Why Blacks Could Rule the WorldbySamuelx©
The name is Bartleby Florestal and I'm a big and tall black man living in the city of Brockton, Massachusetts. I'm originally from the Republic of Haiti, down in the Caribbean. A long time ago, I was a police officer. I came to America in my early thirties and decided to go back to school. Thus, I enrolled at Brockton Community College, majoring in the field of Criminal Justice. I'm very close to finally getting my associate's degree. In the meantime, I'm getting trained as a corrections officer at the Corrections Officer Training Academy down in the town of Boston. Life is good.
When I lived in Haiti, I married my high school sweetheart, a tall and beautiful black woman named Janet. We raised a son together, Bernard Florestal. Shortly before I came to America, Janet was killed by some people during a riot at the nation's capital, Port-Au-Prince. I can't tell you how it felt, losing the love of my life. For months I looked for her killer, thoughts of vengeance on my mind. Unfortunately, I could not find him or her. I was on a destructive path, mad with grief. I alienated friends and family, and even neglected my son.
In the end, it took my mother Augustine's words of wisdom to put me back on the right path. My wife Janet was dead. Nothing I could do to her killers would bring her back. However, she would be in deep sorrow if she could see the man I had become. A man who lost himself in the pursuit of vengeance and neglected his family and responsibilities. Such a man was not the stalwart individual Janet loved while she lived. My mother was right. I loved Janet too much to disgrace her memory. I had my son Bernard to take care of. And so I took care of him to the best of my ability.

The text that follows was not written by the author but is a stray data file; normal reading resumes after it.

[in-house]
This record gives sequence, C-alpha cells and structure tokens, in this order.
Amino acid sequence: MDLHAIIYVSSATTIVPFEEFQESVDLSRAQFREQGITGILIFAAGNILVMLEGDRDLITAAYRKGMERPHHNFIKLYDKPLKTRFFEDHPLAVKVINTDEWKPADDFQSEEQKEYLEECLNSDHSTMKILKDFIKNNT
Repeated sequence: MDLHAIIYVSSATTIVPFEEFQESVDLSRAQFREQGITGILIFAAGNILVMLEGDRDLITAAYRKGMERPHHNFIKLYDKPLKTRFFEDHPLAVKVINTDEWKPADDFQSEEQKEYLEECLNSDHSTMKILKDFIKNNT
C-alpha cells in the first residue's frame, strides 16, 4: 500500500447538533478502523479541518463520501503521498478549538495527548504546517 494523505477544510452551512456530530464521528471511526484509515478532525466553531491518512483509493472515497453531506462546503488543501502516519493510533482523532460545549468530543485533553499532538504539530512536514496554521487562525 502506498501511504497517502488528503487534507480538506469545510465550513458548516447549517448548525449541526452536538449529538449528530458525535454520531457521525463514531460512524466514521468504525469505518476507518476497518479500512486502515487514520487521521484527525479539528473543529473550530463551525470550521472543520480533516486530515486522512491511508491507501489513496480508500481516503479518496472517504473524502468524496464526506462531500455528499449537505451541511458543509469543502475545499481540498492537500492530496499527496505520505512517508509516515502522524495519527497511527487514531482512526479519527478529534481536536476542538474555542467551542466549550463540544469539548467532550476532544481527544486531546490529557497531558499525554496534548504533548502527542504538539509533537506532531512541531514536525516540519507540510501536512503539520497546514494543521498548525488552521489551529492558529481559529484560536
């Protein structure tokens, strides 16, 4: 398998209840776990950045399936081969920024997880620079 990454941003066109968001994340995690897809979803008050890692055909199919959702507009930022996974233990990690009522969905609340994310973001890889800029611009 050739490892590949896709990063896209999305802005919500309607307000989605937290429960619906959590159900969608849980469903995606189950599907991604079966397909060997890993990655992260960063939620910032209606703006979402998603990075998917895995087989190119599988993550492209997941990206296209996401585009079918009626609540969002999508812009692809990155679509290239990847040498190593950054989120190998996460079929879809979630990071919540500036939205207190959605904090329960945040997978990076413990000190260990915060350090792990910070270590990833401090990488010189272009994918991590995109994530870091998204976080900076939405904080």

Three years ago, I moved from Port-Au-Prince, Haiti, to Brockton, Massachusetts, in the United States of America. I was not alone. My mother Augustine Florestal, my son Bernard and my brother Stefan also came with me. We rented a fairly large apartment in Brockton's North Side and began our new lives. My brother Stefan got himself a job as a clerk at a grocery store. I started working security and attending the local community college. My son went to school. As for my mother, she took care of us. As she has always done. Isn't she great?
For ages, I busied myself with school and work. There was rent to pay and I was also saving money for Bernard's college education. Back in the day, I attended the University of Notre Dame in Haiti. It was important to me that my son attended a good college and made something of himself. That's why I worked so hard. No matter how much I loved my family, I still had some needs they couldn't satisfy. Some manly needs, if you people reading this drivel catch my drift. Yeah, I mean it that way.